Sinking Ship

Once, many years in the past, I heard it said that the increasing lack of interest children show in education and the increasingly simplistic ways we teach them mean that a lot of corners have to be cut in order to get children ready for adulthood. The person that said that pointed to an increase in the amount of time children spend being motivated to teach themselves and a decrease in the actual time spent learning as the cause of humanity’s eventual fall. A world without enforced education, she said, a world where children are left to decide for themselves what is worth knowing is like a sinking ship.

That person would be horrified with the world of today, as her words have never rung more truly than now.

 

Advertisements

42 thoughts on “Sinking Ship

  1. 'Based on a true story'. *sigh*.\edit : and yet – all of the kids I know here (or knew, back in NZ) are *so* keen on education (or getting one, anyway), that the lack of real world knowledge confuses me. It can only be put down to an overly simplistic education, surely? An education system so full of holes and lacking in substance that this kind of thing will (or has) become normal. I imagine that 'Pearl Harbour' is also just a movie to many kids.But then again…History? Never my favourite at school, either…now I expect it's one of the optional subjects :worried:

  2. I blame the parents, not the educational system. If parents and children would actually live together in stead of living seperate lifes (and that is the sad reality to many families, also in my neck of the woods) we might be able to fix some of the most grave set-backs of Human evolution. What I see, when I look to the families of my circle of acquaintances, are parents who are more or less in a state of constant desperation because they simply can't seem to liberate enough time from their hectic scheduals to be with their children. This leads to feelings of bad conscience which leads to a level of pampering bordering the grotesque. Children grow up thinking they know everything, because their parents simply don't dare to face their own kids as parents; in stead parents descend to the kid's level when communicating with them (that's the way I interpret what I see on a daily basis anyway) in order to be 'popular' in the view of their own kids.It is okay for parents to admit that their kids don't know shit, and tell it to the kid's faces. It is not necessarily a confession of failed parenting – but if it is, so be it, wake up and smell reality for God's sake! It's natural that kids lack certain knowledge. After all, they are only kids.

  3. Where did we learn about Titanic? I can't remember reading about it in history class at school…Yet somehow, we've attained enough information to know it happened for real. Perhaps this amazing ability isn't for everyone.

  4. Either that or social media allows everyone to put their views out there and shows those extremes off, when they'd have been hidden before. Probably a bit of both.

  5. Kids used to be more curious, or at least were encouraged to be more often. When we didn't know something we'd ask or look it up (pre-web of course). As information has become easier to find it's almost as if the willingness to find it has gone. People think they'll check it out later then forget, even with the means in their hands.Parents naturally want to feel the best about their kids so they don't see this happening. They assume the kids have the same attitude to knowledge that they did and don't realise what their parents and teachers did to encourage that hunger for information.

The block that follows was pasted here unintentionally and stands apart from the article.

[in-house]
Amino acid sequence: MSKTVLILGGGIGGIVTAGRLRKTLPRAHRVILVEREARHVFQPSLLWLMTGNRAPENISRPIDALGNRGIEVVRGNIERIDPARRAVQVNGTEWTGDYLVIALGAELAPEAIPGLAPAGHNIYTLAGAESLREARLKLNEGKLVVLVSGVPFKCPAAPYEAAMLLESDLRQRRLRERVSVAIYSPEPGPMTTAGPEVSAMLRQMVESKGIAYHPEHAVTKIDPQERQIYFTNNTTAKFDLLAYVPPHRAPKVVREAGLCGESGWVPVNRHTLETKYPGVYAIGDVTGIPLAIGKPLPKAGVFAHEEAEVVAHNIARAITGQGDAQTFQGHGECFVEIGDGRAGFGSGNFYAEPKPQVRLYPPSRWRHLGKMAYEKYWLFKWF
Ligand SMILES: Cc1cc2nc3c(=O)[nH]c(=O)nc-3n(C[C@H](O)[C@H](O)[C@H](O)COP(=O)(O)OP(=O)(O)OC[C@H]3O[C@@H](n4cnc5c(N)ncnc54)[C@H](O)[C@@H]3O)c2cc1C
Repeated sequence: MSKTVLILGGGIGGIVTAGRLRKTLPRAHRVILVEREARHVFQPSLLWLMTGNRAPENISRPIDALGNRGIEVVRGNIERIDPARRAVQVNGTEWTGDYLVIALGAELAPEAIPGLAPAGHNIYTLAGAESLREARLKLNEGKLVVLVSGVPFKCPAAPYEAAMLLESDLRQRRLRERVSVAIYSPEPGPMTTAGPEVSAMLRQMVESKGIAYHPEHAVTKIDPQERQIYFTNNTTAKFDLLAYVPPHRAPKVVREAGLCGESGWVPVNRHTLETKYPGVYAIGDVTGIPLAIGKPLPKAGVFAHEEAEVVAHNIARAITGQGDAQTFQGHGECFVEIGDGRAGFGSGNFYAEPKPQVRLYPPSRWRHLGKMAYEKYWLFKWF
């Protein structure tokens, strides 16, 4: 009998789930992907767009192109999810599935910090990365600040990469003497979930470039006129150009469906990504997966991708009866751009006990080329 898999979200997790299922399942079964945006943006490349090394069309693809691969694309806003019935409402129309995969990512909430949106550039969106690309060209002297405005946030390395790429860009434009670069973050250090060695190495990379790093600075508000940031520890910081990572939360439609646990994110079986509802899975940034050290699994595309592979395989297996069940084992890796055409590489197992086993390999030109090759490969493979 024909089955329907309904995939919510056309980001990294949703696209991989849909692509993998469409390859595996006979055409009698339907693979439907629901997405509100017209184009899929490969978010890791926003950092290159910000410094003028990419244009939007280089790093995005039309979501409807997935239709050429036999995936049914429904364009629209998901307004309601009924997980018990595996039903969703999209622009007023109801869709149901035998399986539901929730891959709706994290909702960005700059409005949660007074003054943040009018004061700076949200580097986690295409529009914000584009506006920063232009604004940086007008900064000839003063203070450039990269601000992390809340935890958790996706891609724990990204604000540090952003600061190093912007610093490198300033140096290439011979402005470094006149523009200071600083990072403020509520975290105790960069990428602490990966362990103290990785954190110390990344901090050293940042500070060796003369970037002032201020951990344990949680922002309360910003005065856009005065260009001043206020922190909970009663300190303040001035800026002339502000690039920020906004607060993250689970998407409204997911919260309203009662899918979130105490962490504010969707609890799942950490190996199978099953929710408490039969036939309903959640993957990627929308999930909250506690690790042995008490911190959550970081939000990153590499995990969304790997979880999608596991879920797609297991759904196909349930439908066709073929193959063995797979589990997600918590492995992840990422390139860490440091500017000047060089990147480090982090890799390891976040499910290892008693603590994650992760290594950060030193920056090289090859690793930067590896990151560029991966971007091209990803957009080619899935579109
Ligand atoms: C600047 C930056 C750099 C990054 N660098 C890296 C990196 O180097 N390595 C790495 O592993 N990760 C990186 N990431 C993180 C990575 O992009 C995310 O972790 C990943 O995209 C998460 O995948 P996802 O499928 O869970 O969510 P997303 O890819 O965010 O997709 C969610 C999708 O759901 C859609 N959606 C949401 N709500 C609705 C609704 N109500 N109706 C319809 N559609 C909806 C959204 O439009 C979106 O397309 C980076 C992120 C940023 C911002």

6. Good theory, Mik, especially that last post. I've always been curious about, well, everyting. I'm googling stuff all the time. That's the modern way of 'looking it up', no? Wikipedia, too.

  7. This is the way the world endsThis is the way the world endsThis is the way the world endsNot with a bang but a "DUH!"

  8. When I was a young man, we had these things called "books".We read them.A bit like the Internet except that there was no Google so you had to read the whole thing! :sherlock: .

  9. There was one I read called an Encyclopedia. It was like Wikipedia but the pages on people didn't say they liked lesbian sex with chimps and the facts hadn't been deleted. It was an interesting read and every child in my school had one and used it for our homework.

  10. You read an encyclopedia?! Man, you must've stolen the TARDIS to go back in time and read one of those!Wait … the TARDIS is real … isn't it?!

  11. Of course it is, I grew my own.I was always an insomniac and, as my mates weren't awake when I was as a kid, I read. Every week I'd visit the library, sometimes two or three times and simply devour the six books I was allowed out at a time.

  12. Good thing. Did that too. I was vastly more advanced than my class-mates in the area of common knowledge before seventh grade. It did me good in my adult life to know something about lots of things, and reading random books in ones childhood and youth is recommendable. Reading also gives you a bigger vocabulary.

  13. I bet there's a big overlap between those people and the people who only know Churchill as a dog that says "Ohhhh yesss" 🙄

  14. Even worse are those who think that dog started out as the mascot of the British during World War bloody one… :bomb:

Have Your Say:

Fill in your details below or click an icon to log in:

WordPress.com Logo

You are commenting using your WordPress.com account. Log Out / Change )

Twitter picture

You are commenting using your Twitter account. Log Out / Change )

Facebook photo

You are commenting using your Facebook account. Log Out / Change )

Google+ photo

You are commenting using your Google+ account. Log Out / Change )

Connecting to %s